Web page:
(From The Dallas Morning News’ Local Edition)
When you hear a four-year-old child play the violin beautifully with extraordinary ease, you may wonder how her special gifts were discovered. But rather than digging into a child’s inborn talents, Love Nurtured Music‘s youngest students work on their musical and violin skills along with their parents on a daily basis, as one might do to memorize multiplication tables or the periodic table.
“We assume that every child can develop abilities to play the violin,” says Rigo Murillo, Love Nurtured Music’s founder and violin teacher. Murillo believes that musical talent is not born, but it is developed through listening, imitation, repetition, and the natural motivation that results when children play music together in their violin group classes.
According to a Scientific American article, neuroscientists examined the benefits of learning and practicing music. They found a direct correlation of music learning to the enhancement of general learning ability, another confirmation of the premise that music makes people smarter.
The researchers found that “assiduous instrument training from an early age can help the brain to process sounds better, making it easier to stay focused when absorbing other subjects, from literature to tensor calculus.” They also discovered that music lessons improves memory and concentration throughout one’s life and boosts the ability to multitask, work in disruptive environments and learning other languages.
This information comes handy at a time when many schools and education administrators are deciding to cut music and arts programs as a first resource. A report mentioned in the article found that, for example, the number of students enrolled in music programs in California dropped 50% from 1999 to 2004.
Recent research studies in brain development have pointed out the massive role that serious music study plays in young children’s abilities and psychological growth. Murillo’s goal is “to help children develop their musical abilities beyond what most parents think is possible.”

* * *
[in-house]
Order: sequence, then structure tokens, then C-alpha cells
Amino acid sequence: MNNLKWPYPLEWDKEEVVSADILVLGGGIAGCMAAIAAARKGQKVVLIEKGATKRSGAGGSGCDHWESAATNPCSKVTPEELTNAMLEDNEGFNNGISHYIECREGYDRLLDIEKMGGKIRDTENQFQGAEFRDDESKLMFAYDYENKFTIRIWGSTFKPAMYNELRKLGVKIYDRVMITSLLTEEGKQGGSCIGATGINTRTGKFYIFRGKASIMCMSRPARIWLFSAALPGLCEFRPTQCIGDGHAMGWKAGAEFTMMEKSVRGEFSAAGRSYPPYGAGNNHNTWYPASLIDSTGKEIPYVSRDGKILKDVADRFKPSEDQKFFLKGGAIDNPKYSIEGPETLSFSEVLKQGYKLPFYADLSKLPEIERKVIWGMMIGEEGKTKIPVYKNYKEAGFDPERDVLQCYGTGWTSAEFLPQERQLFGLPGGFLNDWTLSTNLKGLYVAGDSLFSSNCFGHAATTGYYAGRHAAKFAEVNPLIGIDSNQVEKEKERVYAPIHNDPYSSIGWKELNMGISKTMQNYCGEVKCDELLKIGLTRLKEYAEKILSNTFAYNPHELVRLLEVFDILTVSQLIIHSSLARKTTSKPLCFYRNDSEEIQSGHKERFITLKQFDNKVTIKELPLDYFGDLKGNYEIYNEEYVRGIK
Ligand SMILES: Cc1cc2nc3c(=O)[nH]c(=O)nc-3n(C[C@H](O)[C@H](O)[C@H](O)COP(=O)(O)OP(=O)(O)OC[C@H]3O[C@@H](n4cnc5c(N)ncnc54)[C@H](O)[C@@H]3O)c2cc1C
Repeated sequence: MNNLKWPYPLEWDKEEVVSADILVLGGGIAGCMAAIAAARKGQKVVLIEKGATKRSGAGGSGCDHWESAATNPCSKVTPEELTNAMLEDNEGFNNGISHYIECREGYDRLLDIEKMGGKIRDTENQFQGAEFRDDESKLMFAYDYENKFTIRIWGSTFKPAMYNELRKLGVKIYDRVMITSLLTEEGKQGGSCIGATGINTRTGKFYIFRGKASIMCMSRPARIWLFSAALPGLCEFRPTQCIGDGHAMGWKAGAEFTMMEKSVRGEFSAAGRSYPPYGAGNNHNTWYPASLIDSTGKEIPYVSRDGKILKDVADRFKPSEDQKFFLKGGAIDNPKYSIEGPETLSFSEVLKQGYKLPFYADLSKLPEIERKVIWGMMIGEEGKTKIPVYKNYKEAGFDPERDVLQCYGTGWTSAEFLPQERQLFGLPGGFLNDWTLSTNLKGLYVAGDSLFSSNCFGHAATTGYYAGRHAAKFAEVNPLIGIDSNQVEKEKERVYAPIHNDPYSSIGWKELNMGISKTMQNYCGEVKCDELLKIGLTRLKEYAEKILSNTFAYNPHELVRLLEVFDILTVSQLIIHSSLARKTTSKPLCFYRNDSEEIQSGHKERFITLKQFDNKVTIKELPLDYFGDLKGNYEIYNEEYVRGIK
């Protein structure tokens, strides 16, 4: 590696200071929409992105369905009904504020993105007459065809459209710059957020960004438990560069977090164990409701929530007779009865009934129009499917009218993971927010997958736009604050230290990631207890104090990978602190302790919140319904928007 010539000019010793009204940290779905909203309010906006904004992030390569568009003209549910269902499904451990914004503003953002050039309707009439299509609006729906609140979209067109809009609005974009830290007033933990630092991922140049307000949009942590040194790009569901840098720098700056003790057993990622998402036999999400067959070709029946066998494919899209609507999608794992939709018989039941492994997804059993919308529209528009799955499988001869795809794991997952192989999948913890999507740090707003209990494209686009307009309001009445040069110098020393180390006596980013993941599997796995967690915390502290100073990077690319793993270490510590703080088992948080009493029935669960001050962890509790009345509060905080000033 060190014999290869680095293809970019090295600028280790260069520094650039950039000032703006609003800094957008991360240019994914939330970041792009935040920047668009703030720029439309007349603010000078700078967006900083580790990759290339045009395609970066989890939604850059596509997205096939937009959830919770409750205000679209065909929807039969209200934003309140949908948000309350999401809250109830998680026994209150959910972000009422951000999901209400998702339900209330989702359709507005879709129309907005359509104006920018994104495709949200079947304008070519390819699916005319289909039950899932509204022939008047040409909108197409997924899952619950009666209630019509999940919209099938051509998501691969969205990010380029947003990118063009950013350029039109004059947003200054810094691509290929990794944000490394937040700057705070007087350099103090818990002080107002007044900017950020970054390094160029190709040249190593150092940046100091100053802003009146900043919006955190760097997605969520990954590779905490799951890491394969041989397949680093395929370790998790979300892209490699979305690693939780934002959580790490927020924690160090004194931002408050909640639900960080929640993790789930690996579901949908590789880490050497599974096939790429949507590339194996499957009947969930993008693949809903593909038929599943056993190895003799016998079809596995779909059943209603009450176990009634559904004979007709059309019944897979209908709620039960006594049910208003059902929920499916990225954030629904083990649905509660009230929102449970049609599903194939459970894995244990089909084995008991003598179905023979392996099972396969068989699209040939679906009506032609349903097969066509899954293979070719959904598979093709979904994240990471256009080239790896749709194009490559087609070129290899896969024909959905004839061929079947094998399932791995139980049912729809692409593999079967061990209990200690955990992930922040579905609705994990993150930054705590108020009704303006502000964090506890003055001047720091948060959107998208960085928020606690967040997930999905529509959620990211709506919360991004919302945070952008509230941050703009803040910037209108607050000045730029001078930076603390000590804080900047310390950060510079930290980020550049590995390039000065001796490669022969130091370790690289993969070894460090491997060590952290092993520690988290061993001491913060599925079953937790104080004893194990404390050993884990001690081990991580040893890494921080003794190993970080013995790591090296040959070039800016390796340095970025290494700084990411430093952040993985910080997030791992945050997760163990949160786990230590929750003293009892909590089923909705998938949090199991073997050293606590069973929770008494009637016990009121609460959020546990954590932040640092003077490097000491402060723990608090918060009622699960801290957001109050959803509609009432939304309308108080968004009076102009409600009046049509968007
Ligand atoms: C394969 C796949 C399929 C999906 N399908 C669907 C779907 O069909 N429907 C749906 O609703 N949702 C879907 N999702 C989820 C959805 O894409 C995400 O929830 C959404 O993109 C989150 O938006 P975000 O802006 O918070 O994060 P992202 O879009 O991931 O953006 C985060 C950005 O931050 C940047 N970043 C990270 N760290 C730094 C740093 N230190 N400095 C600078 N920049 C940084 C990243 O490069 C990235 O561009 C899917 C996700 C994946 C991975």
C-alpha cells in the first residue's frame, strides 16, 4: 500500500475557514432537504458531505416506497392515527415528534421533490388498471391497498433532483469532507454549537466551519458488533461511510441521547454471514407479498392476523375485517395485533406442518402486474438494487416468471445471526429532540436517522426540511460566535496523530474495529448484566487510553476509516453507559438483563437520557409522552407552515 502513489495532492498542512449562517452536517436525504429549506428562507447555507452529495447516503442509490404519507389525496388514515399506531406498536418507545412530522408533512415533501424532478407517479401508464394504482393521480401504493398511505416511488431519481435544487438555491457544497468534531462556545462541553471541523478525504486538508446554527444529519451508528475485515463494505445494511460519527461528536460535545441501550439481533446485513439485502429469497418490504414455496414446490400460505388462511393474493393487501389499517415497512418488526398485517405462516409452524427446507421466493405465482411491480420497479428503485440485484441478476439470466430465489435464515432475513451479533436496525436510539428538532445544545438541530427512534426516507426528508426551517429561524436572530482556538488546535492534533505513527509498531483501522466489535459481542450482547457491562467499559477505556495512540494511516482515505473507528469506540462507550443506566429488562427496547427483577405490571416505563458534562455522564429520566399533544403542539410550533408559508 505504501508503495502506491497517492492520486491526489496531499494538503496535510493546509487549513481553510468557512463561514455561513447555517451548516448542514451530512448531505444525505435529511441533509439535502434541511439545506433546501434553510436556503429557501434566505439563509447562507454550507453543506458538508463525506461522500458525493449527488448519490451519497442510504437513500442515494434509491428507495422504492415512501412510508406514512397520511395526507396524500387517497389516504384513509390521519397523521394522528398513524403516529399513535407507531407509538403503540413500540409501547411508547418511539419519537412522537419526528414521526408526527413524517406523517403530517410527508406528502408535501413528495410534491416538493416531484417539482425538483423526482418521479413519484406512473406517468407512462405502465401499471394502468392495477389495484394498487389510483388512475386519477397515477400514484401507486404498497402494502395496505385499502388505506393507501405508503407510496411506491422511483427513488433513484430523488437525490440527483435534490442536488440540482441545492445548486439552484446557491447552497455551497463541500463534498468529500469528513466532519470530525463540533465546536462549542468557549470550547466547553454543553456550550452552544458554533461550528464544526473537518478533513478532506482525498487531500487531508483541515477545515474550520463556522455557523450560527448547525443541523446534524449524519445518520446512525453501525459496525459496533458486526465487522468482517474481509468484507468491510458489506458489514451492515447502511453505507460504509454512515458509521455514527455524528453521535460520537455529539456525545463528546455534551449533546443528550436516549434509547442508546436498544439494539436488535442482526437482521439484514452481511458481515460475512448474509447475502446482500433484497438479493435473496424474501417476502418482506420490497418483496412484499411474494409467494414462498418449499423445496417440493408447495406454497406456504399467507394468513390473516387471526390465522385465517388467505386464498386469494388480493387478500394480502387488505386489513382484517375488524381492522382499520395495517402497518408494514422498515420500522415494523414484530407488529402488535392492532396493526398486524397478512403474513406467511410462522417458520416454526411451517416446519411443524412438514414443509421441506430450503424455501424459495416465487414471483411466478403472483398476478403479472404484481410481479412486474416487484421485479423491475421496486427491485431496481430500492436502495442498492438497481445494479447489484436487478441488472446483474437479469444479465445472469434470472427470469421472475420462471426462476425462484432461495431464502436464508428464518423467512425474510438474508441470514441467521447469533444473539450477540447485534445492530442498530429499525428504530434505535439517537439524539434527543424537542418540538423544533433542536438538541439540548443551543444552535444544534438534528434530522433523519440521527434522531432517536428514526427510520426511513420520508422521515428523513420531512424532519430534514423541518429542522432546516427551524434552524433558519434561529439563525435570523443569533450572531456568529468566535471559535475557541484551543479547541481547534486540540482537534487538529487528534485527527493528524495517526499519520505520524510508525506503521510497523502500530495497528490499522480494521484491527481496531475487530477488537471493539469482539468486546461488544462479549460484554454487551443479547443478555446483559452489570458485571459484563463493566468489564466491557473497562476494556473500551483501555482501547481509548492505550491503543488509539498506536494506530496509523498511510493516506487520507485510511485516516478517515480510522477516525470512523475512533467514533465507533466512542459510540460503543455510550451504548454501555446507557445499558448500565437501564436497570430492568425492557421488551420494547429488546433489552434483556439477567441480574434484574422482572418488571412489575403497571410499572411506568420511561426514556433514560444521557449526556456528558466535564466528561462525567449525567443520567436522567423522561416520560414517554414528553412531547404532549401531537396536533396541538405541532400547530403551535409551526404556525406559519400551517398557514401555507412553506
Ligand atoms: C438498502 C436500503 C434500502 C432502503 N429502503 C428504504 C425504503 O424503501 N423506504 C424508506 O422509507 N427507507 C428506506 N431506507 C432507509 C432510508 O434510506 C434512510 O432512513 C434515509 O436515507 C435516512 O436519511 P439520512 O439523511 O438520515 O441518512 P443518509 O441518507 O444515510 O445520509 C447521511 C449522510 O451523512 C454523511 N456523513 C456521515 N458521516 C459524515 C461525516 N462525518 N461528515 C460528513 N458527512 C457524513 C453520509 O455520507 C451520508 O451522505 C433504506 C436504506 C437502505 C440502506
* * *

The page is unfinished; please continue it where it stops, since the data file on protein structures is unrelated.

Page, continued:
But the idea that musical talents can be affected by training is not new. The concept of ability development applied to music learning started when Shinichi Suzuki, a Japanese violin teacher began to teach violin to infants in Matsumoto in 1946.
“There is no physically-healthy child who won’t develop the ability needed to play the violin,” Murillo says.
Nolan, the parent of one of the young violinists says, “under Rigo’s guidance I’ve watched my daughter progress tremendously, and we look forward to a continued partnership with Rigo in the future.”
As a requisite for children to be admitted in the program, Murillo asks student parents to direct a daily practice regimen and play a prearranged music recording playlist at home. Murillo’s students take weekly one-on-one violin lessons, participate in group music classes, and perform for the community on a regular basis. Parents are always present during the program’s activities, so they can conduct effective home practice sessions.
The Richardson-based music establishment has lately flooded with young student’s parents wanting to try the all-inclusive musical approach. Students are admitted as young as three years old. Parents are required to observe a number of studio lessons before they commit to enroll their children in the music program.
To find out more about Love Nurtured Music’s young children’s music program, call 214-269-8545 or visit www.LoveNurturedMusic.org.